15 June 2016
Two half sisters, an ocean and a world away, give birth to two completely different dynasties. Homegoing follows these families through interwoven tales of love, heartbreak, classism, racism and the struggle of identity, giving us snippets of lives that are at once beautiful in their complexity and unflinchingly real.
Effia, known as the beauty, marries a white soldier in Fanteland and remains blithely unaware of the nature of her husband’s business. Her descendants prosper, selling rival tribes into slavery – her half sister Effi among them. Effi’s daughter Ness is enslaved in Alabama, working the fields and enduring unimaginable toil. As the story moved between these two lives, following their children and grandchildren, a sweeping epic emerges. The role of duty, family, and love in these lives will be called into question, and choices made in the past echo throughout generations.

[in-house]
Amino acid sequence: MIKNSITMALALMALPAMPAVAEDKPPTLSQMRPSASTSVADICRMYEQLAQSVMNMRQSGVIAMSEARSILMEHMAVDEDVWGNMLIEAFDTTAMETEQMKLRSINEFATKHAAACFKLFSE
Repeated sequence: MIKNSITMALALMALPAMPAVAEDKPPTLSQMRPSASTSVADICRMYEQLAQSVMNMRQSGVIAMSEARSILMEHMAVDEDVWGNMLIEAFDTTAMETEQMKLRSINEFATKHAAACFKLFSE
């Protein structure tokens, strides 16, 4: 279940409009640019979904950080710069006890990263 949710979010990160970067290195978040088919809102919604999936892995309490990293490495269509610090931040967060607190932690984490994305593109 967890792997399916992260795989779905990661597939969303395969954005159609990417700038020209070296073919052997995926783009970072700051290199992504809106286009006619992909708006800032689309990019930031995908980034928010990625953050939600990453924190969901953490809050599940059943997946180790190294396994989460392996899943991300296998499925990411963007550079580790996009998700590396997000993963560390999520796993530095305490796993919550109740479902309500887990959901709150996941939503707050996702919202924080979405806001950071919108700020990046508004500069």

What is masterful about Gyasi is the way she writes without blame or victimization. The characters leap off the page, full of complications and human error. Ta-Nehisi Coates, in his review, stated that “sin comes in all forms,” and Gyasi demonstrates the full range of human emotions and actions in an elegant and finely wrought prose. I would have eagerly read the full stories of each of her characters, if only to spend more time with her voice.
Echoing the works of Solomon Northrup or Lawrence Hill, Homegoing is nothing short of a masterpiece.